Recovering class A drug users and alcoholics from Northamptonshire have helped hundreds of people get their lives back as part of the Cocaine Anonymous fellowship.
The group is marking 10 years of supporting recovery and continued sobriety of individual drug addicts who turn to them for help.
Originally the fellowship held three sessions a week but now the group plays host to seven groups, which highlights how membership of Cocaine Anonymous is at an all-time high.
The help group provides rehabilitation to people who want to stop using cocaine, including 'crack' cocaine, as well as all other mind-altering substances.
One reformed user, who wants to remain nameless, told the Chronicle & Echo of his experience as a drug user.
He said: “I would do certain drugs and I would have panic attacks. My heart would race and I would feel awful but I would still take them.
“At the end of the night, I would tell myself I’m never going to do this again because I remember how crap I felt, but the next morning I would have a little bit, I couldn’t stop and I would smoke loads.
"I would say the night before ‘remember how you feel right now, you won't ever do this again’ but the next morning I would say ‘I’ll have a little bit, it will be all right’. That’s the insanity of it.
“The point where I reached rock bottom was when my dad took me to the pub and bought me a pint and said 'look, you need to sort yourself out'. 'We have already paid for you to have a detox once and we are not paying again, you need to get yourself a job and pay for your own drugs or go to rehab'.
He quickly got a job but everything did not run smoothly - in fact things began to get worse.
"I started half paying for my drugs and stealing off my parents. I was waiting to get sacked. I realised. I thought ‘what am I doing’, I don’t think it was the situation it was the whole combination of nothing was going right.
On asking what was one of the worst experiences he had while taking drugs, he said: "I was that off my head that I called a dealer up at 1am with no money and push-biked with a flat tyre down the A45 to get a tiny bit of drugs."
The member has kicked drugs for eight years and is a reformed character.
"If you look at how I was then compared to how I am now, I can hold down a job and I’m in a loving relationship.
"Life is good. I would say I am now a normal member of society - I don’t think there was anything normal about what I did before. It wasn’t normal to wake up and immediately think, 'where am I going to get £10 from'."
He has also welcomed newborn twins into the world.
Cocaine Anonymous Northamptonshire says that there are no fees for membership but expenses are supported by the voluntary contributions of their members.
Similar to Alcoholics Anonymous, the group uses a 'twelve-step recovery method' as a path towards being clean, which they feel is a vital service not provided by healthcare professionals.
The group say there is no 'stereotypical' drug taker and reaches out to everyone, offering a separate women's group.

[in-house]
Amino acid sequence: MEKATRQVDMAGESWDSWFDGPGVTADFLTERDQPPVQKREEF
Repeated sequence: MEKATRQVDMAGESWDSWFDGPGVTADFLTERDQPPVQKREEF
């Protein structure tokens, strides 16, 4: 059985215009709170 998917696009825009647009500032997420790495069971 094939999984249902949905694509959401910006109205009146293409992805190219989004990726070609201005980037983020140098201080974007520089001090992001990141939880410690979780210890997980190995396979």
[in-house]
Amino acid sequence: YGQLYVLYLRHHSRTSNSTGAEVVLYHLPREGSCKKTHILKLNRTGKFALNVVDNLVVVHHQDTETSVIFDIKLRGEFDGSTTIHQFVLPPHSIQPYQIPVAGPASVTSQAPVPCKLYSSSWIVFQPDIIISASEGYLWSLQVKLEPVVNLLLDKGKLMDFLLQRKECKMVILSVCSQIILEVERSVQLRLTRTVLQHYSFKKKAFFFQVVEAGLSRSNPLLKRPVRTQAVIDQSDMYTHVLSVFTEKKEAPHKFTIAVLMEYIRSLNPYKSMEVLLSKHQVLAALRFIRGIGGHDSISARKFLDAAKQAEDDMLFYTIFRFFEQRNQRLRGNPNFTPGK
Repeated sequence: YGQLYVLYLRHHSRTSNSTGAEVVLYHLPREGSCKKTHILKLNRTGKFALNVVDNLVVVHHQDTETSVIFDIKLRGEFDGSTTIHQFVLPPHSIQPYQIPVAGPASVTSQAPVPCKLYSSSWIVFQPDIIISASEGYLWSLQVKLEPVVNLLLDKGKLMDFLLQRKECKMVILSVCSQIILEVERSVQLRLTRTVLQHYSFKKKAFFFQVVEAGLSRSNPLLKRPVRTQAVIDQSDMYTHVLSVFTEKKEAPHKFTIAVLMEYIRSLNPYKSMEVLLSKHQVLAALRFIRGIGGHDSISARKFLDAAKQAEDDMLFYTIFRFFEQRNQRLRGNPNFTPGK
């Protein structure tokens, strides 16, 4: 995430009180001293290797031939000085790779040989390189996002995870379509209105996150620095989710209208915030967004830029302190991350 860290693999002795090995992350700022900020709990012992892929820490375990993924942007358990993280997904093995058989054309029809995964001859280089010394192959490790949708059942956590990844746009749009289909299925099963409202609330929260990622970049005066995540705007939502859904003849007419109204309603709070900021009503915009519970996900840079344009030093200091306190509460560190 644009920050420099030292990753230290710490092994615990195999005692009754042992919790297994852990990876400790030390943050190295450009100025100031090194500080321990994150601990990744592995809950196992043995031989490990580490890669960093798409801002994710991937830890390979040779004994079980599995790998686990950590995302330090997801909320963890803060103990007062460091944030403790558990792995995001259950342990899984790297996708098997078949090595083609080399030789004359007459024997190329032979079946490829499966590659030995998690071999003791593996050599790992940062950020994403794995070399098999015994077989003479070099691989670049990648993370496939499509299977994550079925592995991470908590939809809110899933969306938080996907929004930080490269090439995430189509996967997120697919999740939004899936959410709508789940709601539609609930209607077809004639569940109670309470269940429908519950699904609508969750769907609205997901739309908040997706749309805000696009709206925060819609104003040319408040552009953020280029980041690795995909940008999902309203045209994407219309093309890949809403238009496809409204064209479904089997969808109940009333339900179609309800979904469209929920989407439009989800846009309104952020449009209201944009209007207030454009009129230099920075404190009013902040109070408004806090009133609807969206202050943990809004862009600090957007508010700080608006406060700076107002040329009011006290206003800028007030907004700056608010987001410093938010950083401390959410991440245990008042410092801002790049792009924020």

One female member, who has been clean for more than three-and-a-half years, once described herself as a 'functioning drug addict' and could disguise the excesses of her alcohol and drug abuse.
She was a mum and still had the respect of her family, despite drinking and taking excessive amounts of drugs each day.
She said: "I would literally wake up in the morning, drop my daughter off at school and I would get vodka after and that would be my day. But she was fed, clean and clothed and I would function on some level.
"I didn't do life very well. I felt that I was born without a rulebook or instruction manual that I felt other people had. I was judging people's insides by their outsides. Inside, I was falling apart and I didn't know why. But when I took a drink or a drug it kind of stopped feeling that way.
Because it wasn't costing her job or relationships, there seemed to be no consequences for a while.
"I was wearing that mask to the world saying, ’I'm fine’ but I was waking up from a blackout on the kitchen floor with my mum looking over me and there was no argument really.
"I set off this phenomenon when I had a drink. When I set that off, its beyond my control to stop it, I needed something bigger than me to put a stop on it. I
"I would disappear into the middle of Leicester and not tell anybody where I was. I would sleep for days and it was complete chaos. I am very thankful for a mid blackout moment of clarity where I picked up the phone to a helpline."
The user started drinking at the age of 14-years-old and drank three cups of spirits at her mother's house and managed to 'wreck' the place.She admits to going through a phase of taking drugs and asking what they were later but now she hasn't had a drink or taken drugs in over three-and-a-half years.
"I get up in the morning and I make choices about what I want to do that day. Before there was one singular thought, that was all I thought about until I had a drink.
"Today I’m successful, I have my children, my job, my home, my little dog, the fellowship is like family, really," she adds.
Cocaine Anonymous meetings take place in Wellingborough, Northampton and Corby as well as other venues across Northamptonshire from 7pm.
For help call: 0800 689 4732
Or visit: www.centralukca.co.uk